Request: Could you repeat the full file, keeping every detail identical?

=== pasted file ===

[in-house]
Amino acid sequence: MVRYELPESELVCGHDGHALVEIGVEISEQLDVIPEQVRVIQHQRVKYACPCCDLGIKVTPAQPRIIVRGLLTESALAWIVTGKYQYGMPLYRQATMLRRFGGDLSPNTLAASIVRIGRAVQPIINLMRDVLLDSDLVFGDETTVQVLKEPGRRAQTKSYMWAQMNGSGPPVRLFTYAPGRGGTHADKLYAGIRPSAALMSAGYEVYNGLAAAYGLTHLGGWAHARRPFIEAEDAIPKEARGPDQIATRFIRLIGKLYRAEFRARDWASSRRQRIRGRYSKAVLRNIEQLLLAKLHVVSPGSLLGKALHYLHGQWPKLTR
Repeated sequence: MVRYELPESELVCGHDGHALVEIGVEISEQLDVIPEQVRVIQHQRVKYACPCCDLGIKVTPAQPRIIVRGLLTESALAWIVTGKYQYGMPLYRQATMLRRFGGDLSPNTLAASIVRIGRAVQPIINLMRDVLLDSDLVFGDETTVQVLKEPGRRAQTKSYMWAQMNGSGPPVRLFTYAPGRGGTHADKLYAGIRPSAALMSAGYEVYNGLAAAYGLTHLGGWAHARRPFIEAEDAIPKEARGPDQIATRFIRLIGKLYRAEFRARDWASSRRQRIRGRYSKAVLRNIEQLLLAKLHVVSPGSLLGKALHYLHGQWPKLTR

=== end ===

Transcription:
[in-house]
Amino acid sequence: MVRYELPESELVCGHDGHALVEIGVEISEQLDVIPEQVRVIQHQRVKYACPCCDLGIKVTPAQPRIIVRGLLTESALAWIVTGKYQYGMPLYRQATMLRRFGGDLSPNTLAASIVRIGRAVQPIINLMRDVLLDSDLVFGDETTVQVLKEPGRRAQTKSYMWAQMNGSGPPVRLFTYAPGRGGTHADKLYAGIRPSAALMSAGYEVYNGLAAAYGLTHLGGWAHARRPFIEAEDAIPKEARGPDQIATRFIRLIGKLYRAEFRARDWASSRRQRIRGRYSKAVLRNIEQLLLAKLHVVSPGSLLGKALHYLHGQWPKLTR
Repeated sequence: MVRYELPESELVCGHDGHALVEIGVEISEQLDVIPEQVRVIQHQRVKYACPCCDLGIKVTPAQPRIIVRGLLTESALAWIVTGKYQYGMPLYRQATMLRRFGGDLSPNTLAASIVRIGRAVQPIINLMRDVLLDSDLVFGDETTVQVLKEPGRRAQTKSYMWAQMNGSGPPVRLFTYAPGRGGTHADKLYAGIRPSAALMSAGYEVYNGLAAAYGLTHLGGWAHARRPFIEAEDAIPKEARGPDQIATRFIRLIGKLYRAEFRARDWASSRRQRIRGRYSKAVLRNIEQLLLAKLHVVSPGSLLGKALHYLHGQWPKLTR